Gretchen Adreon – Featured Artist

“What does it mean?”

I haven’t taken a poll, but it might be interesting to ask how often an artist working in the Abstract hears that particular question.  It might be more enlightening to ask if that question becomes challenging to hear over time – not because it’s necessarily a bad question, but because most people ask the wrong person.

It’s not a question for the artist: It’s a question for you.

Gretchen Adreon’s exhibit at our Market Square restaurant is an opportunity for you to pose that question to yourself over and over again.  And that’s just how Adreon likes it.  When a work is complete, she says, her hope is to “leave an open space and the viewer will be able to add their own feelings and connect with the piece to complete the process.”

And of course, that means that there are many answers to the question of what’s all about.  “From the very beginning I have had

Ghost of a Chance

people telling me their feelings and impressions of my work. I LOVE that – that’s when the whole process comes full circle to me. When someone is engaged in the work, I feel I have succeeded. Sometimes one viewer sees what another cannot see at all but sees or, even better, feels something totally different. “

Adreon comes of an intensely creative background.   She describes her father, a sign muralist who climbed some of the tallest buildings in Chicago to paint sign fronts as  ”the most fearlessly creative artist I’ve known. He used our house as his canvas in almost every room to paint, sometimes we would go to school in the morning with one thing on the wall in a given room and come home to something totally different.”

This literal immersion in creativity led Adreon to her own artistic expression at an early age – one that, over time, she thought might lead her into her father’s medium, graphic art.  But an encounter with a passionate artist and teacher changed her perspective and fueled her passion: Artist Anton Weiss, “…changed my thinking completely on what my own art might look like. He was such a force to his students, had actually studied with Hans Hofmann, and for the first time ever I began feeling freedom and passion at what I was doing.”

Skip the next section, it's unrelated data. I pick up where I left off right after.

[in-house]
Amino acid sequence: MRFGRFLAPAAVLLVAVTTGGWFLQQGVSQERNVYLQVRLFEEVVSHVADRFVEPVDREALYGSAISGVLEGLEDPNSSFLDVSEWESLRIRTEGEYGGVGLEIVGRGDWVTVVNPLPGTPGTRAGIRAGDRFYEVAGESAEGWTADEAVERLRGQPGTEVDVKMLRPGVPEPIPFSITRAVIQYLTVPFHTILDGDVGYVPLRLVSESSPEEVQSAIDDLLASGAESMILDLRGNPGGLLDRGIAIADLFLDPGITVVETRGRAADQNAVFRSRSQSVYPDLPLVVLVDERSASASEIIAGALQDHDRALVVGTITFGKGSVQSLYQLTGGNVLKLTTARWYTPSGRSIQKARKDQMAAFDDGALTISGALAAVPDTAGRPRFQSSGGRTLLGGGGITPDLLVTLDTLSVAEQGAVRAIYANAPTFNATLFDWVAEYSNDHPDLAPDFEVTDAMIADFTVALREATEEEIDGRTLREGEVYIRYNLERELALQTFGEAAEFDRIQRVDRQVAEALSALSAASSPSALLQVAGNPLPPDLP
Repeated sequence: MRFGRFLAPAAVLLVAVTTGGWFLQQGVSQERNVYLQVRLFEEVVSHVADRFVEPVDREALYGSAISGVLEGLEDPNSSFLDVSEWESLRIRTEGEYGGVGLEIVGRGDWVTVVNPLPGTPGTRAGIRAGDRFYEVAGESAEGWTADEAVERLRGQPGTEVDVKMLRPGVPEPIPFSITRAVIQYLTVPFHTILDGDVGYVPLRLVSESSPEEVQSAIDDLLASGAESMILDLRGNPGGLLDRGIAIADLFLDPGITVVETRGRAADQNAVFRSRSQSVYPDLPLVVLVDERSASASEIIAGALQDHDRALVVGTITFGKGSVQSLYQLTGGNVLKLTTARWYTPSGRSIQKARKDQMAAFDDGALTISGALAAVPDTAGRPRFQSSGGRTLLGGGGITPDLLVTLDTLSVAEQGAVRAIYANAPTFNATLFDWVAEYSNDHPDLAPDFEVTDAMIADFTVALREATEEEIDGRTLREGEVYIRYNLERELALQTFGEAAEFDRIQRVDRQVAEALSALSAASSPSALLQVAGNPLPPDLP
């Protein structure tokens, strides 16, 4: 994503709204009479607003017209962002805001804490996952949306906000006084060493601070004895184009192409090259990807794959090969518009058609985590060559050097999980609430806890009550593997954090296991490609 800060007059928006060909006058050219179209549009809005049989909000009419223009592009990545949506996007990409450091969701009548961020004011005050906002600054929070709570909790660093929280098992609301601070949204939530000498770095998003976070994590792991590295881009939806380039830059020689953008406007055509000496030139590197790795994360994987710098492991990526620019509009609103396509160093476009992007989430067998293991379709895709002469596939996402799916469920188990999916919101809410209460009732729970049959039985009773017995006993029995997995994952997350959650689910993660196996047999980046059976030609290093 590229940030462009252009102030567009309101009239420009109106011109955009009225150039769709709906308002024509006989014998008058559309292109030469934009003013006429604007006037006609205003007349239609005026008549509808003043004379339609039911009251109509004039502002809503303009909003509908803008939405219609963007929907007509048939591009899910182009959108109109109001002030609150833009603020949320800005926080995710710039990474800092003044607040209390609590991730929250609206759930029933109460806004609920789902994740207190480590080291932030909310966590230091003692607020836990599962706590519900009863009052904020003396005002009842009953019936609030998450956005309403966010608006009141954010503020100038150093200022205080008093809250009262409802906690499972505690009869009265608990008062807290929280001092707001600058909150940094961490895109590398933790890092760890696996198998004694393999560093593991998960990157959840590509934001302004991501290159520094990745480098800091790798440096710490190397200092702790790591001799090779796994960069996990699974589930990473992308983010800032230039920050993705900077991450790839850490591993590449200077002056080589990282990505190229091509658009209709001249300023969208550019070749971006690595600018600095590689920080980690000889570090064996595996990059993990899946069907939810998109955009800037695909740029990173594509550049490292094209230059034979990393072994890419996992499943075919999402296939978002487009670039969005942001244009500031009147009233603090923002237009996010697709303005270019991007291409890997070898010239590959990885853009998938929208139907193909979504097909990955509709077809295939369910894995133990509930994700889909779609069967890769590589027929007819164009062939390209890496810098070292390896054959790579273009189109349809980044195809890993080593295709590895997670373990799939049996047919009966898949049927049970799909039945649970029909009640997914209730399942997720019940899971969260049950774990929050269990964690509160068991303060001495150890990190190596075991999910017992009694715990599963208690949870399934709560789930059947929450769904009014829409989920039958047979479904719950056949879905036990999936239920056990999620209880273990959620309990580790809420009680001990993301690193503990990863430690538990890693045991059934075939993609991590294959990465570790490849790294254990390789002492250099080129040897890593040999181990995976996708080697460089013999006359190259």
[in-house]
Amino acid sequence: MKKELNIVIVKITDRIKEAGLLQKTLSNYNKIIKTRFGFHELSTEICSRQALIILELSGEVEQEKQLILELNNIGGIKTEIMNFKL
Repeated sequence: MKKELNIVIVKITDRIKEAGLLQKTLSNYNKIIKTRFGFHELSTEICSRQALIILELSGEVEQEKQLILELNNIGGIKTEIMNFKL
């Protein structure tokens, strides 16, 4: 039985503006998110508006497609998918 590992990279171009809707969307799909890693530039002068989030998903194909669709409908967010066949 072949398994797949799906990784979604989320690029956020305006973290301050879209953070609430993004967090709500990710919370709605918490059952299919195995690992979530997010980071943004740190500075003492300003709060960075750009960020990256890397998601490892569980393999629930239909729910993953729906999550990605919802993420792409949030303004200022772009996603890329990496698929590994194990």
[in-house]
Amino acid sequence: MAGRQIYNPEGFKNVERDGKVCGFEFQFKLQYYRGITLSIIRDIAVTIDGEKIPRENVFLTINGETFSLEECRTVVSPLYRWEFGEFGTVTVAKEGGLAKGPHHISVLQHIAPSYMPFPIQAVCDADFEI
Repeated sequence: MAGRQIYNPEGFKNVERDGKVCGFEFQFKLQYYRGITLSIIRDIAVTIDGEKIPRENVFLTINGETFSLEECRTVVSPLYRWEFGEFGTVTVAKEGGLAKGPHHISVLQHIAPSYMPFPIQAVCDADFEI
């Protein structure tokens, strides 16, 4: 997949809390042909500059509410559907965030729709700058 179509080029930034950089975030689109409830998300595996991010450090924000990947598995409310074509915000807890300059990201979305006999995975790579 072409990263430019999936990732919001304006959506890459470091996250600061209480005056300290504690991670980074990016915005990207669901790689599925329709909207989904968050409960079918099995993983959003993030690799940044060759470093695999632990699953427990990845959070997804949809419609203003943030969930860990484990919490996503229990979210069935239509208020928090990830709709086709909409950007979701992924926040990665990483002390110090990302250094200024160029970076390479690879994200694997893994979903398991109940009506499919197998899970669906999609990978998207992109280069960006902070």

Adreon’s art begins as an emotional expression that, through any number of implements and materials -from trowels to sandpaper, and more- remains an open and emotional experience to share with the people who see it.  Although this may leave the definition of her imagery in the eyes of others, Adreon is more than comfortable with that process: “My emotions went to abstractions rather than concrete imagery. I have never regretted taking that direction, however many, many people see images, figures and, yes, landscapes as well.”


Looking at Adreon’s paintings is an adventure in perspective: at one glance, one feels present in an infinite horizon, but a moment later, the waters rise, the wind blows, and the sand shifts.  But each moment is your own and that’s beautifully liberating in a world where facts and figures can overcrowd the brain.  The paintings have a sense of depth but, even more, they are full of possibility.  Adreon’s work is an invitation to think and to feel and to express that all for yourself.

As for what it all means?  Well… why don’t you tell me.

Gretchen Adreon will be on view at the Market Square Tomato Head from December 4th through January 7th, 2018.  She will then exhibit with the West Knoxville Gallery Tomato Head from January 9th through February 5th, 2018.